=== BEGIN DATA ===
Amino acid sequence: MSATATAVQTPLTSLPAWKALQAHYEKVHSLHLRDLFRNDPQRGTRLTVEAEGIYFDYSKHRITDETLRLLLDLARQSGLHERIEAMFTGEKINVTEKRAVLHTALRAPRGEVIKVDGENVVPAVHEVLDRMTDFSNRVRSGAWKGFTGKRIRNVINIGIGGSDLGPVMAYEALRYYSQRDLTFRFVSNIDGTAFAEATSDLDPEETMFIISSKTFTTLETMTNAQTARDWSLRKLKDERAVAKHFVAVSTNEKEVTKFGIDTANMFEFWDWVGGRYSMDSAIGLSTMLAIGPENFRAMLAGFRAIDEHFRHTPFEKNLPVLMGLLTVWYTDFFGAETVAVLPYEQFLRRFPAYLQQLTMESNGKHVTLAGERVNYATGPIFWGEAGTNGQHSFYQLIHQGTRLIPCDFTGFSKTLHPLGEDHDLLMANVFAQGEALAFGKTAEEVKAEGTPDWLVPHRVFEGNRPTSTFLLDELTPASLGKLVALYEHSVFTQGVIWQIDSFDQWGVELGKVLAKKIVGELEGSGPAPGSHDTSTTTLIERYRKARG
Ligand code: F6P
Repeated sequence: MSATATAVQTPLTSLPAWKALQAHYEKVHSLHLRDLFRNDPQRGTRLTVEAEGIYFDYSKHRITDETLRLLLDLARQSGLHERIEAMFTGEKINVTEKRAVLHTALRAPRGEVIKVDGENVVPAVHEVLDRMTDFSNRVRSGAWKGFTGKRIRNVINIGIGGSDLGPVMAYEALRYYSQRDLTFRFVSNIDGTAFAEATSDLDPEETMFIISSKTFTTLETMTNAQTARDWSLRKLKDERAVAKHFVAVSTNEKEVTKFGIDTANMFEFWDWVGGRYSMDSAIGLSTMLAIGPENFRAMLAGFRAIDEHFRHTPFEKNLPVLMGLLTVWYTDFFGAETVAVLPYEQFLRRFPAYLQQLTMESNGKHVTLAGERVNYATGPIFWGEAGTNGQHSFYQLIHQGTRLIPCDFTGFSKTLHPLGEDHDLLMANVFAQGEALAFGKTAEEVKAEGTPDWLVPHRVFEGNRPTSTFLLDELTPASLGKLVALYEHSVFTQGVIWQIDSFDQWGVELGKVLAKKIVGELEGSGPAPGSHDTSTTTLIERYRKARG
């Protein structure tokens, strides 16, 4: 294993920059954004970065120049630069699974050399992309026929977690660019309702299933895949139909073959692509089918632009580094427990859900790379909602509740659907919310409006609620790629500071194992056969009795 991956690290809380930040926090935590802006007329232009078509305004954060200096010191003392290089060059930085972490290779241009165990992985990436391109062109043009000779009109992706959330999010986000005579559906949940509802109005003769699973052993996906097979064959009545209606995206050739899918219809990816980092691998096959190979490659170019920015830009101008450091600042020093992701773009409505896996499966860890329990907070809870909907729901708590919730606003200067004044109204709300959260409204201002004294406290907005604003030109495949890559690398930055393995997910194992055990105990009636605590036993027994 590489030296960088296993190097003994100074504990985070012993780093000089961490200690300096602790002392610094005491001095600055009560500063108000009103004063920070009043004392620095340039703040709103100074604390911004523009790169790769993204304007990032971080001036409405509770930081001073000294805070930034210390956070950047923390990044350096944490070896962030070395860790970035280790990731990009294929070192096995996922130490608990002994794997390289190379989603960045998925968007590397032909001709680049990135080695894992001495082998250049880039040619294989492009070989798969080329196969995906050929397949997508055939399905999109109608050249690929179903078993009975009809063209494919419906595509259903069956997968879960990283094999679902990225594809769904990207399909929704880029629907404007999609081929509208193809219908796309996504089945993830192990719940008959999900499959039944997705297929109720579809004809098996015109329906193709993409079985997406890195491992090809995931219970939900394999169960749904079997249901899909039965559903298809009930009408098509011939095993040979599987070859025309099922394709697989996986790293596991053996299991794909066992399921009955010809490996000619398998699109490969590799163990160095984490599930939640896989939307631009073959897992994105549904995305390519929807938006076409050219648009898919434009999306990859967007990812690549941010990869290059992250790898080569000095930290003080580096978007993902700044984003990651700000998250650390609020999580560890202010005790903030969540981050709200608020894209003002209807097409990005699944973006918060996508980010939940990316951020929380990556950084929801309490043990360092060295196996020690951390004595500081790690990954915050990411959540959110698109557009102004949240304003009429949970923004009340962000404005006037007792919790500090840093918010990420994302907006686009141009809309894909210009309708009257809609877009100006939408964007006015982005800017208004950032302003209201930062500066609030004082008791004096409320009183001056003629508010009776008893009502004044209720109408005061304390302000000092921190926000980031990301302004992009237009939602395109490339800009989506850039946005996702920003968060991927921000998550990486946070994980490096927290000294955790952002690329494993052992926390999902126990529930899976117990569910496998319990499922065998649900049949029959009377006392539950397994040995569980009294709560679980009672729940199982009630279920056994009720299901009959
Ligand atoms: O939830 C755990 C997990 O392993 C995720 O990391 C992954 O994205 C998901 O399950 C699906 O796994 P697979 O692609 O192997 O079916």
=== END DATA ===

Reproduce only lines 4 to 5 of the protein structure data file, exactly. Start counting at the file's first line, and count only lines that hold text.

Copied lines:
């Protein structure tokens, strides 16, 4: 294993920059954004970065120049630069699974050399992309026929977690660019309702299933895949139909073959692509089918632009580094427990859900790379909602509740659907919310409006609620790629500071194992056969009795 991956690290809380930040926090935590802006007329232009078509305004954060200096010191003392290089060059930085972490290779241009165990992985990436391109062109043009000779009109992706959330999010986000005579559906949940509802109005003769699973052993996906097979064959009545209606995206050739899918219809990816980092691998096959190979490659170019920015830009101008450091600042020093992701773009409505896996499966860890329990907070809870909907729901708590919730606003200067004044109204709300959260409204201002004294406290907005604003030109495949890559690398930055393995997910194992055990105990009636605590036993027994 590489030296960088296993190097003994100074504990985070012993780093000089961490200690300096602790002392610094005491001095600055009560500063108000009103004063920070009043004392620095340039703040709103100074604390911004523009790169790769993204304007990032971080001036409405509770930081001073000294805070930034210390956070950047923390990044350096944490070896962030070395860790970035280790990731990009294929070192096995996922130490608990002994794997390289190379989603960045998925968007590397032909001709680049990135080695894992001495082998250049880039040619294989492009070989798969080329196969995906050929397949997508055939399905999109109608050249690929179903078993009975009809063209494919419906595509259903069956997968879960990283094999679902990225594809769904990207399909929704880029629907404007999609081929509208193809219908796309996504089945993830192990719940008959999900499959039944997705297929109720579809004809098996015109329906193709993409079985997406890195491992090809995931219970939900394999169960749904079997249901899909039965559903298809009930009408098509011939095993040979599987070859025309099922394709697989996986790293596991053996299991794909066992399921009955010809490996000619398998699109490969590799163990160095984490599930939640896989939307631009073959897992994105549904995305390519929807938006076409050219648009898919434009999306990859967007990812690549941010990869290059992250790898080569000095930290003080580096978007993902700044984003990651700000998250650390609020999580560890202010005790903030969540981050709200608020894209003002209807097409990005699944973006918060996508980010939940990316951020929380990556950084929801309490043990360092060295196996020690951390004595500081790690990954915050990411959540959110698109557009102004949240304003009429949970923004009340962000404005006037007792919790500090840093918010990420994302907006686009141009809309894909210009309708009257809609877009100006939408964007006015982005800017208004950032302003209201930062500066609030004082008791004096409320009183001056003629508010009776008893009502004044209720109408005061304390302000000092921190926000980031990301302004992009237009939602395109490339800009989506850039946005996702920003968060991927921000998550990486946070994980490096927290000294955790952002690329494993052992926390999902126990529930899976117990569910496998319990499922065998649900049949029959009377006392539950397994040995569980009294709560679980009672729940199982009630279920056994009720299901009959
Ligand atoms: O939830 C755990 C997990 O392993 C995720 O990391 C992954 O994205 C998901 O399950 C699906 O796994 P697979 O692609 O192997 O079916």